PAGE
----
Alex E. Blazer Course Site Assignments Description
Materials Assignments Policies Schedule



English 110: First-Year English Composition

Autumn 1997, T/R 1:30-3:18; Aviation Building 107


Instructor: Alex E. Blazer Office: 525 Denney Hall
Mailbox: 421 Denney Hall Office Hours: T/R: 3:30-5:00
Email: Office Phone: 292-1790
Web: Departmental Phone: 292-6065


Course Description


This course focuses on multiple, divergent—yet always convergent—conceptions of literacy, personal, academic, public, and compositional. Our primary goal is to come to know what literacy is. Though no single definition exists, I have a strong suspicion that any understanding demands critical thinking, active reading, and reflective writing. Reading does not exist without writing; understanding does not exist without practice. Therefore, to read we must write, and vice versa. To that end we will do much reading in Writing Lives—the course reader—and Rethinking Writing—the course rhetoric. We will respond to the reading with informal written response and class discussion. To more fully develop our thinking on the subjects, we will engage in formal writing. And finally, so that we may re-view and re-envision our own writing, we will engage in peer response and substantive revision.


Course Materials


Garnes et al., eds: Writing Lives

Hacker: A Pocket Style Manual

Podis and Podis: Rethinking Writing


Assigments and Grade Distribution


Grades are based upon how well you fulfill the expectations of each assignment, which in turn are related to the goals of the class. If you don't understand what is required or being asked of you, please talk with me about it. The course's grade distribution follows:


Essay 1: 20%

Essay 2: 20%

Essay 3: 20%

Essay 4: 10%

Informal Writing: 15%

Peer/Participation: 15%



Approximately every class period you will react in informal writing to readings or issues. These short, three-fourth to one (¾-1) page assignments, are designed to commence your thinking toward the formal papers. If you put effort into the work and turn it in on time at the beginning of class, you'll get full credit (approximately two [2] percentage points of the fifteen [15] percentage points in the informal writing grade); if you don't, you won't. For every informal writing assignment you don't turn in, you will lose one-half (½) of a letter grade from the cumulative informal writing grade.


These are three-fourth to one (¾-1) page legible, handwritten exercises done in response to questions posed in class.


The same length as in-class writing assignments, these exercises—preferably word-processed or at least extremely legible—require you to react to assigned readings in order to prepare for the next class.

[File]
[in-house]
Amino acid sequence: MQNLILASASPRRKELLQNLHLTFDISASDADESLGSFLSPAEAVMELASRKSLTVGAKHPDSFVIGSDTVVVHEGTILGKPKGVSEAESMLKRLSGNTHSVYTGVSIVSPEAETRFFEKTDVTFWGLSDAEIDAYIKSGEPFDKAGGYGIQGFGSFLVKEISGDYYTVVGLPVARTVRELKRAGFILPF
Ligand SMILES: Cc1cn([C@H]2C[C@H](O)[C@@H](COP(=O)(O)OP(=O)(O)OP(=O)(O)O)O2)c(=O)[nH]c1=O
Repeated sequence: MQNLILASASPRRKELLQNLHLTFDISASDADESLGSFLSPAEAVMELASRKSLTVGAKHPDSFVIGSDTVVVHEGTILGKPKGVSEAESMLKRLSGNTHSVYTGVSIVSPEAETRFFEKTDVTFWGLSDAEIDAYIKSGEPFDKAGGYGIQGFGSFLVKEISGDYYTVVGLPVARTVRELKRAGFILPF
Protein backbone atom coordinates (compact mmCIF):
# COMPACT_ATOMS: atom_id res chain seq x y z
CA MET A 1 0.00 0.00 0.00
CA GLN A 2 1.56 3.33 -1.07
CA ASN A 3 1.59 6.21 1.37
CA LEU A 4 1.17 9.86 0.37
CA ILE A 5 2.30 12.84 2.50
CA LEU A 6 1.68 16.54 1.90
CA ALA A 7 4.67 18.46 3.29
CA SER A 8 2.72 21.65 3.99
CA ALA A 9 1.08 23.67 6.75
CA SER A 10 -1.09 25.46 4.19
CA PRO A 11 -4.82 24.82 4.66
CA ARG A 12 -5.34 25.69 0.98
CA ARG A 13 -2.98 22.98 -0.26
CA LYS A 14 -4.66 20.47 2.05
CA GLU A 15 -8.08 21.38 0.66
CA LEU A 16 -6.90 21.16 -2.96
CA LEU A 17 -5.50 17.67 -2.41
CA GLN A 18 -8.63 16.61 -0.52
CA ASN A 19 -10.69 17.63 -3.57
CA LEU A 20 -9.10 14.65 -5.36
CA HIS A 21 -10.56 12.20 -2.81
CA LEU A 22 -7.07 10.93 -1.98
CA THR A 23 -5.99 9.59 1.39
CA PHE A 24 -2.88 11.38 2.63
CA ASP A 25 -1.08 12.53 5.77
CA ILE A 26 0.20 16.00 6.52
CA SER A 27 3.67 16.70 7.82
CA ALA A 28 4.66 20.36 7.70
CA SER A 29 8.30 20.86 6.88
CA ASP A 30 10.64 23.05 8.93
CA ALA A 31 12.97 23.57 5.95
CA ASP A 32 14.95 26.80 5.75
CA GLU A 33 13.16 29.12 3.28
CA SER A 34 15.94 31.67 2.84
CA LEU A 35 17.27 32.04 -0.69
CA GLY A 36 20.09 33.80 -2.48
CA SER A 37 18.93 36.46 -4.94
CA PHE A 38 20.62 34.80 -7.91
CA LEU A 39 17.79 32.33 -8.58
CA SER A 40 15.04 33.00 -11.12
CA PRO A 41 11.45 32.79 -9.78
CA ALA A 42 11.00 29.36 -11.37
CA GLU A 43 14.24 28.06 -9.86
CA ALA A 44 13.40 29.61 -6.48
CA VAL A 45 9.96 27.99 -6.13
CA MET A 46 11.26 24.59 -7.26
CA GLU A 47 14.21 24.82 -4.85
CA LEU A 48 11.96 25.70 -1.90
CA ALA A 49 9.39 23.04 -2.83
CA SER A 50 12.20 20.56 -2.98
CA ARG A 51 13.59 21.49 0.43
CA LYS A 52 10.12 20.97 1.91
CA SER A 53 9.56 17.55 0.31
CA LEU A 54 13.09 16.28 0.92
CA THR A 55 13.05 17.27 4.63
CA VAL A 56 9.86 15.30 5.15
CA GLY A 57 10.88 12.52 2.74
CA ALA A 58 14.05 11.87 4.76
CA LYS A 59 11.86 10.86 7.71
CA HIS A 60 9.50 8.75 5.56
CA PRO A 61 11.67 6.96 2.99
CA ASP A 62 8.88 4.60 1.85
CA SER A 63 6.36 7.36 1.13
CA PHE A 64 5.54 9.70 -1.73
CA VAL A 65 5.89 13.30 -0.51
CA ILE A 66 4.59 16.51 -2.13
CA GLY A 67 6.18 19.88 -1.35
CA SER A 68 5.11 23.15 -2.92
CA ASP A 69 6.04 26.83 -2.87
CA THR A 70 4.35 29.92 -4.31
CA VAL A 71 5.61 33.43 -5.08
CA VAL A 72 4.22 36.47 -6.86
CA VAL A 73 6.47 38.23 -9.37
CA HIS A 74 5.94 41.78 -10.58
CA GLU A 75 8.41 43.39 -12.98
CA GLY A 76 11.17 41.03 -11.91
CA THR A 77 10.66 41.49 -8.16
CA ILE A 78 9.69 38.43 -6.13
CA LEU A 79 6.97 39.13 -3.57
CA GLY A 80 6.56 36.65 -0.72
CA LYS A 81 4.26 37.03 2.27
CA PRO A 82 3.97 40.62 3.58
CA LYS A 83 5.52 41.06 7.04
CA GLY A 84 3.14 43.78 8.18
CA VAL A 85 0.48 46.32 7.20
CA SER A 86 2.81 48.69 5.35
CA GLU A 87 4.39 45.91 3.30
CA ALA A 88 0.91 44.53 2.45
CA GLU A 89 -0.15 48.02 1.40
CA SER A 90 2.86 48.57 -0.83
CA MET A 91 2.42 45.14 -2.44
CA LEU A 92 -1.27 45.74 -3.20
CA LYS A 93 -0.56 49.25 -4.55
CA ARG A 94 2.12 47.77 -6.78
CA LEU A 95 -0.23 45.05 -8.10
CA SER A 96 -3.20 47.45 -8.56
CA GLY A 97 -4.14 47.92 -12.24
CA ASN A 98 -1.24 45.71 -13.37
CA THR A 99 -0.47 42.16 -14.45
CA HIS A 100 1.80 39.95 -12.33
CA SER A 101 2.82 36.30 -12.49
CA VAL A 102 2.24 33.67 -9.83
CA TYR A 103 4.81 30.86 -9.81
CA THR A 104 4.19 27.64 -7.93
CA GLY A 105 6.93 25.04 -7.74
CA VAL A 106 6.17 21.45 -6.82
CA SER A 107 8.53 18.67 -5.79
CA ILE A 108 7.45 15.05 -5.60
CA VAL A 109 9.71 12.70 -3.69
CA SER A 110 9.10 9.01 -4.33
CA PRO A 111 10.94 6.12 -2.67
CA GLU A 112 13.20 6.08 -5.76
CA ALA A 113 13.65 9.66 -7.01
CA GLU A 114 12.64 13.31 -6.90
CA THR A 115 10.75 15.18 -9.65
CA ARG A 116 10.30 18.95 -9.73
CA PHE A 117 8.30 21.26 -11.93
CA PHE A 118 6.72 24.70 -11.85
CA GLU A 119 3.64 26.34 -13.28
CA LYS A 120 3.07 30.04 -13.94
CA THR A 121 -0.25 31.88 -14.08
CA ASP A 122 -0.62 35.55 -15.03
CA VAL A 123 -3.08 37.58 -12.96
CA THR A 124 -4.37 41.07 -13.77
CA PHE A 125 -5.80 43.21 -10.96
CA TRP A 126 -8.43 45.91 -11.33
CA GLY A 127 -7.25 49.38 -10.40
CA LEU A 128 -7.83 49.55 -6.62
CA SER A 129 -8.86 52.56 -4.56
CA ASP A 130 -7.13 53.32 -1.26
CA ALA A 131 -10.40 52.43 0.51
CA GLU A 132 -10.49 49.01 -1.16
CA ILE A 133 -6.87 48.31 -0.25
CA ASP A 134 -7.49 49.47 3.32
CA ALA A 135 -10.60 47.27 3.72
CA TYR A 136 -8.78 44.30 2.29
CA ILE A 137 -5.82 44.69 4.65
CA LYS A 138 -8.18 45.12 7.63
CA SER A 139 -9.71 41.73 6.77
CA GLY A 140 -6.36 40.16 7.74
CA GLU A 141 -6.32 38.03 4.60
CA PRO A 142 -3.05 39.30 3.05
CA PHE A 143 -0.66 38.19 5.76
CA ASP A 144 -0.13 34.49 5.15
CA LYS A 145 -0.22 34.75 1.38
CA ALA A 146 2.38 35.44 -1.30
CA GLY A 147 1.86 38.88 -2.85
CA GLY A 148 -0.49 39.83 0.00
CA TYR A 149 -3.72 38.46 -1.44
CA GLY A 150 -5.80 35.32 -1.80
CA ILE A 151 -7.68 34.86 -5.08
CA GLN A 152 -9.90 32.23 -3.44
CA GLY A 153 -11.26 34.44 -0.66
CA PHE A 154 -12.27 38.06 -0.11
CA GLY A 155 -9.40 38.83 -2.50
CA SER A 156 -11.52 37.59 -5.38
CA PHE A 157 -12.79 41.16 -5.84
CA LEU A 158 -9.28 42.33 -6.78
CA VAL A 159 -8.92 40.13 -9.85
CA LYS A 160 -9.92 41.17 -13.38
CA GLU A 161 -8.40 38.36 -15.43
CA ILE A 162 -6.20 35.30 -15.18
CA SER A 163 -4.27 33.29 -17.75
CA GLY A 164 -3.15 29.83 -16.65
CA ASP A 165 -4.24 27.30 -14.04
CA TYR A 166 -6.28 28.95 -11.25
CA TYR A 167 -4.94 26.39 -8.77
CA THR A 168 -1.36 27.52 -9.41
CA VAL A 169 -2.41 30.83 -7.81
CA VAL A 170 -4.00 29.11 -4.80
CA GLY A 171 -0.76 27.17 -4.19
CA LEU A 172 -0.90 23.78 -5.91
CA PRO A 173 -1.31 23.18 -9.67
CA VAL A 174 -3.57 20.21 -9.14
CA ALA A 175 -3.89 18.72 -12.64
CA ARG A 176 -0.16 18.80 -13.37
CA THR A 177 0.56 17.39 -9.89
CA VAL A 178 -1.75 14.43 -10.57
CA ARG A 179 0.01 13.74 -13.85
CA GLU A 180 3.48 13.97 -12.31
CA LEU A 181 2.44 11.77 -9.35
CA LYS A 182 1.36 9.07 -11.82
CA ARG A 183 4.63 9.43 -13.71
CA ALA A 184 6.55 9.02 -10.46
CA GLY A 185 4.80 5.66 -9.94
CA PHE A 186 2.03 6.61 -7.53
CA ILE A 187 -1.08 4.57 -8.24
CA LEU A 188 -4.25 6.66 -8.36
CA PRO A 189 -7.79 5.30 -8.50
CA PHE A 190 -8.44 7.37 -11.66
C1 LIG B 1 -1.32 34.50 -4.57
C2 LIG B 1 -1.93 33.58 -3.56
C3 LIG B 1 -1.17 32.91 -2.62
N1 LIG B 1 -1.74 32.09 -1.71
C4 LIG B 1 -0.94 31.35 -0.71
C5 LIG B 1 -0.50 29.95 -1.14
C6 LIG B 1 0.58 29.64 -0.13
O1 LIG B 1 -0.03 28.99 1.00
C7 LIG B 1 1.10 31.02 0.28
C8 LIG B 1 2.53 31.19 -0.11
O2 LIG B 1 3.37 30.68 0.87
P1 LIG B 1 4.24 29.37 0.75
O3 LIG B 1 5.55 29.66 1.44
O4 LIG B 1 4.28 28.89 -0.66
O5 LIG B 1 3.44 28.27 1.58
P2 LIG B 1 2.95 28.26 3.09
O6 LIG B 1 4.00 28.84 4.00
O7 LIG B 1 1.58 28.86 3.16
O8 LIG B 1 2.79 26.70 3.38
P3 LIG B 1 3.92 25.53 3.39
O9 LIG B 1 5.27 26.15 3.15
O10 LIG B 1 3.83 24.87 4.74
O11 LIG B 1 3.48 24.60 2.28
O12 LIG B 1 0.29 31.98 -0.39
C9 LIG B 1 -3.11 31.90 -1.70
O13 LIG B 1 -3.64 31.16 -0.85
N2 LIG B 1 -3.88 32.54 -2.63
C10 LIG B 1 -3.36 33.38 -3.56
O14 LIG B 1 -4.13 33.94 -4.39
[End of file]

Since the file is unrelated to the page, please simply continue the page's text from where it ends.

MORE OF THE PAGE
You will write four (4) formal papers, the first three between four and six (4-6) pages relating, respectively, to personal, academic, and public literacies and the last three to four (3-4) page essay reflecting on your course work and progress.

Due Dates

Turn all required drafts (i.e., those designated as due on the syllabus) in on time at the beginning of class. Your peers and I will be reviewing your work in order to give you feedback the next class period. If you don't supply us with your paper, we can't prepare our responses. I will mark down all drafts (that's both the first and second drafts) one (1) letter grade for each day (day, not class period) that they are late. Turning in Essay Four after 4 P.M. on Monday, December 8 will result in an automatic E (zero, zip, nada) for that assignment, no questions asked. As this is a composition course in which essay writing is crucial to evaluation and assessment, failing to turn in a formal writing assignment—Essay One, Two, Three, or Four—at all (that is, by 4 P.M., Thursday, December 11) will result in an E for the entire course.


All drafts (including the first) of your essays should be stapled (not paper clipped), double-spaced (except for your name, class, and so on), and fully marginalized with one inch (1") margins. The 12 point font should be Courier, Times/Roman, or similarly appropriate. Instead of using title pages, commence your paper in single-space like this


  Your Name Essay Number
  English 110 Draft Number
  Alex E. Blazer  
  The Date  



After skipping one line begin your paper in double-spaced. On subsequent pages your last name and page number should appear on the upper right corner as a header positioned approximately one-half inch (½") from the top margin. In order to maintain the one inch (1") top margin border, the body of text should start a bit less than one-half inch (½") from the page header. Refer to the top of this page as an example of margin format. I will not accept papers that do not meet this format. You will have until the end of my office hours (5 P.M.) to make appropriate changes and hand the paper in again in order that it not be considered one (1) day late and penalized one (1) letter grade.